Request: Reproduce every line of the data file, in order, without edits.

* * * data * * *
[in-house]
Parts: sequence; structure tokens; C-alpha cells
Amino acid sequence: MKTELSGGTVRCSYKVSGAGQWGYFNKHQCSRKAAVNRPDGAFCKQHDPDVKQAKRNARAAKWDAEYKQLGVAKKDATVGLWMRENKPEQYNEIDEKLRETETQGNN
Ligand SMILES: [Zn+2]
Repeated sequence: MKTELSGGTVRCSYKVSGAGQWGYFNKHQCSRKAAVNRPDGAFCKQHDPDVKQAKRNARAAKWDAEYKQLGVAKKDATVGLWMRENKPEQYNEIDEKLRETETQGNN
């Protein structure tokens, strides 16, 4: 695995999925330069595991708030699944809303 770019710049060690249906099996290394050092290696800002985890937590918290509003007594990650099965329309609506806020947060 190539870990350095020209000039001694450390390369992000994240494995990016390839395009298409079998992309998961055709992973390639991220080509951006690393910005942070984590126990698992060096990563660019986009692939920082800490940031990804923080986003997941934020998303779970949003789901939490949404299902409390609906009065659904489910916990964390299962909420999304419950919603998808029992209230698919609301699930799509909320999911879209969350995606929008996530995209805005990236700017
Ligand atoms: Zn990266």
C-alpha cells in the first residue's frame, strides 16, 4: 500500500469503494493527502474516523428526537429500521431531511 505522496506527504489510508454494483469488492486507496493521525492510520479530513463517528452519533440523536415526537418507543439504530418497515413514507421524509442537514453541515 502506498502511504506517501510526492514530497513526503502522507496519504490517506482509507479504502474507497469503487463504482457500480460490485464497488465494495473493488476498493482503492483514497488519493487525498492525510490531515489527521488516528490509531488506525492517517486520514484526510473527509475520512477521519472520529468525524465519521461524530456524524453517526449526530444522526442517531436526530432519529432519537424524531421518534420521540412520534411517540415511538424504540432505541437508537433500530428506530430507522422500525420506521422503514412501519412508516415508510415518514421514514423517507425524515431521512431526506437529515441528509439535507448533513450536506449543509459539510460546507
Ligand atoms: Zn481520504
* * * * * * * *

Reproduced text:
[in-house]
Parts: sequence; structure tokens; C-alpha cells
Amino acid sequence: MKTELSGGTVRCSYKVSGAGQWGYFNKHQCSRKAAVNRPDGAFCKQHDPDVKQAKRNARAAKWDAEYKQLGVAKKDATVGLWMRENKPEQYNEIDEKLRETETQGNN
Ligand SMILES: [Zn+2]
Repeated sequence: MKTELSGGTVRCSYKVSGAGQWGYFNKHQCSRKAAVNRPDGAFCKQHDPDVKQAKRNARAAKWDAEYKQLGVAKKDATVGLWMRENKPEQYNEIDEKLRETETQGNN
């Protein structure tokens, strides 16, 4: 695995999925330069595991708030699944809303 770019710049060690249906099996290394050092290696800002985890937590918290509003007594990650099965329309609506806020947060 190539870990350095020209000039001694450390390369992000994240494995990016390839395009298409079998992309998961055709992973390639991220080509951006690393910005942070984590126990698992060096990563660019986009692939920082800490940031990804923080986003997941934020998303779970949003789901939490949404299902409390609906009065659904489910916990964390299962909420999304419950919603998808029992209230698919609301699930799509909320999911879209969350995606929008996530995209805005990236700017
Ligand atoms: Zn990266």
C-alpha cells in the first residue's frame, strides 16, 4: 500500500469503494493527502474516523428526537429500521431531511 505522496506527504489510508454494483469488492486507496493521525492510520479530513463517528452519533440523536415526537418507543439504530418497515413514507421524509442537514453541515 502506498502511504506517501510526492514530497513526503502522507496519504490517506482509507479504502474507497469503487463504482457500480460490485464497488465494495473493488476498493482503492483514497488519493487525498492525510490531515489527521488516528490509531488506525492517517486520514484526510473527509475520512477521519472520529468525524465519521461524530456524524453517526449526530444522526442517531436526530432519529432519537424524531421518534420521540412520534411517540415511538424504540432505541437508537433500530428506530430507522422500525420506521422503514412501519412508516415508510415518514421514514423517507425524515431521512431526506437529515441528509439535507448533513450536506449543509459539510460546507
Ligand atoms: Zn481520504